Keith:              And it's almost new year into 2019 just a few days away and so we are going to talk about new year's resolutions without talking about new year's resolutions. All right. But first...pretty tricky, right? Two things. One is our disclaimer. The views and opinions expressed in this podcast do not necessarily represent those of Johnson County government or Johnson County Mental Health Center. And then second, if you love this podcast, please let us know about it. Or if you don't, we'd like to know that to help us know how to connect with you better, you can leave a review and a rating on your favorite podcast app and then share on your social media pages or send a text to your friend, inviting them to join us on the, It's Okay. Crew. Okay, so let's jump into this idea. So everybody's going to be talking, reading blogs, re-tweeting tweets in the podcast, listening to podcasts about wrapping up 2019 the best, the worst, and then making resolutions, right?

Keith:              This is what I want to change about myself is kind of the bottom line of a resolution. This is what I want to do better or this is what I want to change about myself. This is what I want to make different in 2020 sure we're intentionally pausing before we get to the resolutions to look back on 2019 in a very specific way that helps with our mental wellness and gives us an example for the holiday of what we can do on a daily basis. So Renee help us understand what that practice is as far as living in the present, looking backwards and how that helps us for the future.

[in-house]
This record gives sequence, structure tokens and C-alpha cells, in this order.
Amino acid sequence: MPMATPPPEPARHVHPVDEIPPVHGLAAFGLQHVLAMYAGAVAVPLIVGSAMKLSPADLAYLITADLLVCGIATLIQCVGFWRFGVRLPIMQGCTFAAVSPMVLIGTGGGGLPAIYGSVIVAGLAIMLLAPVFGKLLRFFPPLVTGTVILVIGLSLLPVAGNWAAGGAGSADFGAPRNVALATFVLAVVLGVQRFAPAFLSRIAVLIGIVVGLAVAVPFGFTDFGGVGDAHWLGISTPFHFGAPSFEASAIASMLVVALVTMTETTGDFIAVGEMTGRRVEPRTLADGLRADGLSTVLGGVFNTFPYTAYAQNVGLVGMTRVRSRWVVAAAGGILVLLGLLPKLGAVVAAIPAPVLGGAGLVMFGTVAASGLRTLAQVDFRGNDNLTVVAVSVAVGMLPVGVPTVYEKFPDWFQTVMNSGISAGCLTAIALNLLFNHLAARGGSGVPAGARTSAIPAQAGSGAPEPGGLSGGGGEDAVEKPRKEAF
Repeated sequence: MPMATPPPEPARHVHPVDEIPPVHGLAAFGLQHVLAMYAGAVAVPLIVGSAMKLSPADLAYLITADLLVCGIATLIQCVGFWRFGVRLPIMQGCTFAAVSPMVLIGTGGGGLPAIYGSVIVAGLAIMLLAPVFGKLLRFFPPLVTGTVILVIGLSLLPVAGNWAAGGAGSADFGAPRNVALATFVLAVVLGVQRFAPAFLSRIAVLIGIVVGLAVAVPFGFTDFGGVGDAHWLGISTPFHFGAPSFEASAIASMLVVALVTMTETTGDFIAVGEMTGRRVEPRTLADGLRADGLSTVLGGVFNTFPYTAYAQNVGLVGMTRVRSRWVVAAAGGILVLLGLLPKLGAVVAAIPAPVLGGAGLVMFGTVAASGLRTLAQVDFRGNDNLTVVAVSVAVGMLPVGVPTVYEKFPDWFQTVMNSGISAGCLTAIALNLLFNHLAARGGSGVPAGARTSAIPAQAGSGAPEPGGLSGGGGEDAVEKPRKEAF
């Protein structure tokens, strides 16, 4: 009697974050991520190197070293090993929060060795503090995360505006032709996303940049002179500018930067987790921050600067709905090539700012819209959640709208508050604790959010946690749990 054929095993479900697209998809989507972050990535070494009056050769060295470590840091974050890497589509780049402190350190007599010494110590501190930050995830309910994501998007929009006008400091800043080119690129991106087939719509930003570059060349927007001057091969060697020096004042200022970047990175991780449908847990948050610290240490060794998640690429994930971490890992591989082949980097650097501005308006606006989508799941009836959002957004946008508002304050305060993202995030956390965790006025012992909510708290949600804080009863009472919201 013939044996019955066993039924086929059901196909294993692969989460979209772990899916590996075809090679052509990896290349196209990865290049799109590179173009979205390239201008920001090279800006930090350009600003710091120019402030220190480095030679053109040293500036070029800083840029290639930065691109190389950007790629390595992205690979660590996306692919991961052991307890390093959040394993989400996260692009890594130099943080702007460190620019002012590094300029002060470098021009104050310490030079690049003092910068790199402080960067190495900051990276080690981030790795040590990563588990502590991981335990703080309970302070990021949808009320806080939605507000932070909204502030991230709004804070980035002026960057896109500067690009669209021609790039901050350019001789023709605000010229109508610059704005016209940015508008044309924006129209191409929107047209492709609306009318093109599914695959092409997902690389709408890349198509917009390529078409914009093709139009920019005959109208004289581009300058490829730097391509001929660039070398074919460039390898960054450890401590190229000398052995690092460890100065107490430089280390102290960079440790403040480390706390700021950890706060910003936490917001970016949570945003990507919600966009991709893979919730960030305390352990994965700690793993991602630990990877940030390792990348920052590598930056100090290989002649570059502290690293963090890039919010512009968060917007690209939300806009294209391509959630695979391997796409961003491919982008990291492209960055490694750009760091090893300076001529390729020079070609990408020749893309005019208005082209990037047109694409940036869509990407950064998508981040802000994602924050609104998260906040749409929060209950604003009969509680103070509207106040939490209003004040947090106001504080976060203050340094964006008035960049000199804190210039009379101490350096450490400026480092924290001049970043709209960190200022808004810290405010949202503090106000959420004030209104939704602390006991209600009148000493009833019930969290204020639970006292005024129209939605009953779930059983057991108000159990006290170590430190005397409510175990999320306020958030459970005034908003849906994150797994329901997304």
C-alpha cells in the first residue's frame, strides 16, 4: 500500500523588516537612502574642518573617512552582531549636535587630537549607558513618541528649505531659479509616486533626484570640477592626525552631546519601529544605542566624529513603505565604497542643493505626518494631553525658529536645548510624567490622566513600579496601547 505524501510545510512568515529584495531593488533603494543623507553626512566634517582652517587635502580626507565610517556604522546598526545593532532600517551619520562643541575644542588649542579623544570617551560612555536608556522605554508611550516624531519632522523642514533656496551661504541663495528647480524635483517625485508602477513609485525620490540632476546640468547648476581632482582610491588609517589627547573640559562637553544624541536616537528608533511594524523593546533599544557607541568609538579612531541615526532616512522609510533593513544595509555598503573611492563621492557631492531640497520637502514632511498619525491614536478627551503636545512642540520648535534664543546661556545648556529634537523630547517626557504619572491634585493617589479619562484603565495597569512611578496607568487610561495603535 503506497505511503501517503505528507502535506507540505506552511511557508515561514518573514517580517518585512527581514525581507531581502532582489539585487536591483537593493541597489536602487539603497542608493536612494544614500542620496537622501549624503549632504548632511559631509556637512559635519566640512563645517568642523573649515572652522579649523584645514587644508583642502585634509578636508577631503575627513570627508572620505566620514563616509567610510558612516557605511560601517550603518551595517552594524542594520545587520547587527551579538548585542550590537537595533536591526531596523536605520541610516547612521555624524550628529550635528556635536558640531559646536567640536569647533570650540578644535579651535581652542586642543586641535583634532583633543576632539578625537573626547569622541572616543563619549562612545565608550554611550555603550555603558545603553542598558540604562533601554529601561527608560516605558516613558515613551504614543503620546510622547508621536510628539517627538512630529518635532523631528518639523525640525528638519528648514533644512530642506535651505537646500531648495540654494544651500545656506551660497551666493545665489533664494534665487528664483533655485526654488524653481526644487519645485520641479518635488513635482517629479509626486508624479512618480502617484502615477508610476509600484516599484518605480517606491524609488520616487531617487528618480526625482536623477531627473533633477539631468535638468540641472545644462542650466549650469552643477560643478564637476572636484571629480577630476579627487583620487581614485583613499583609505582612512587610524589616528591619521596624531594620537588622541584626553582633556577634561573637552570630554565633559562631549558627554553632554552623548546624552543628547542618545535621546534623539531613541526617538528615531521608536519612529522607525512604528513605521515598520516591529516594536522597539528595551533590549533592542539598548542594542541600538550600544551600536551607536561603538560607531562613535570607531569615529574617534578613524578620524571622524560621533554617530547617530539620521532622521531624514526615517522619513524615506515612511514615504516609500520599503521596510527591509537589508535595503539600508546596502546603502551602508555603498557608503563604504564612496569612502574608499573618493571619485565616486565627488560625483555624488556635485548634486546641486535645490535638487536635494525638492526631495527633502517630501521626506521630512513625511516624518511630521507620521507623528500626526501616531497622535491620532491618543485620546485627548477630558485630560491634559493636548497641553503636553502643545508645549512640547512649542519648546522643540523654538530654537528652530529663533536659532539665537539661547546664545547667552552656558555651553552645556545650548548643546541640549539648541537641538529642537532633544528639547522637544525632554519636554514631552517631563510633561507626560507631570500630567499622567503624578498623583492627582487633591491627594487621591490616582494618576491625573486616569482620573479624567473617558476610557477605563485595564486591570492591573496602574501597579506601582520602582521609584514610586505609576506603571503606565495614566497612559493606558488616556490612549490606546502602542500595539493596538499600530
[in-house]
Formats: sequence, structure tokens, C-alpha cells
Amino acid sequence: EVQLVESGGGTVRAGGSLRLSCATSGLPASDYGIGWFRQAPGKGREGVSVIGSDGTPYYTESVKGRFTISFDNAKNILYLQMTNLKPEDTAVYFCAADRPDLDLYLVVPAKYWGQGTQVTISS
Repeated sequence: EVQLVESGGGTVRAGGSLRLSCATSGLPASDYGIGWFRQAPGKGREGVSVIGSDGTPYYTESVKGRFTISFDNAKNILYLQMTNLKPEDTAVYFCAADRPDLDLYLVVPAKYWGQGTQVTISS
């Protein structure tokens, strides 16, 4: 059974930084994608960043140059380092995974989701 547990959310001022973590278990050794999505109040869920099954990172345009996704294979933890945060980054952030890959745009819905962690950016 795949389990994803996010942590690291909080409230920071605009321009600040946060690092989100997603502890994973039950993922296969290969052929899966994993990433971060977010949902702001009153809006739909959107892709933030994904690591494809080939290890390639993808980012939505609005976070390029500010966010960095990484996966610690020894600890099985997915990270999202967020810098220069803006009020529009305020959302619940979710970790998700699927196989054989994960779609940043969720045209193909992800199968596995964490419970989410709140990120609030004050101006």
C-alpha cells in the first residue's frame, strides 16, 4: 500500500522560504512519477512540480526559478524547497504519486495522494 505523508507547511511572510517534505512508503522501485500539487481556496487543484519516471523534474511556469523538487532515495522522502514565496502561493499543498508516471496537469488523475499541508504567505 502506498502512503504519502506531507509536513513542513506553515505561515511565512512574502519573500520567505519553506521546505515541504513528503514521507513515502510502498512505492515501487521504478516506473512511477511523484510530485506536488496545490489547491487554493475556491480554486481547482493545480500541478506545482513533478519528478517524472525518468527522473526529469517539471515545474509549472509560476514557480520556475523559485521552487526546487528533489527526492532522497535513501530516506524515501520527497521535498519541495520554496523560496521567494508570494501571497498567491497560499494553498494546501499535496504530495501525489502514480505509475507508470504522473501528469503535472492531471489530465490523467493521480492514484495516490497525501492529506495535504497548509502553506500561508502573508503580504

Renee:              Sure. I just think it is a good skill to own ourselves so that we can best model and teach others is living in the present, right. To do that, I think it's really helpful to look back, but to not live back. Yeah, that's okay. Right. And to look forward, not to live forward. We live in the presence, but it's okay to look forward and look backwards. And so I think that we, as we talk about resolutions and can I say that you'll, our next podcast is on setting goals like goal setting. Okay, great. Yay. Or next podcast.

Keith:              So, if you want to know that wait for two weeks and you'll hear about it.

Renee:              Right. So that, that is that right? The looking ahead at some things I'd want to change some things. I want to be different. But then the looking back is, um, what can we, what, what lessons can I draw from my past year about things that I maybe have learned, maybe how I have grown? Maybe, um, things I wasn't successful in and I can go, cool. I don't want to try that again. Um, awesome. So, you know, I just wanna I to focus on the living in the present, but it's okay to look forward and look backwards just as long as we're not living in those spaces.

Keith:              Yeah. It's kinda reminds me of a few weeks ago, the big fad on multiple social media platforms was people posting pictures of themselves at beginning of the decade and the end of the decade. And then people would reflect on that. And it's interesting. So

Kate:               I purposefully did not participate in that one.

Keith:              Well I did, but all I said was 2009 2019 and didn't say anything about it, but many people are talking or have been talking about that and um, and like reflecting on things that had changed in those years. But just the, the importance of really thinking about where we've been and how that shapes who we are now and we can have kind of a more informed, more self aware presence when we're thinking about our hopes for the future.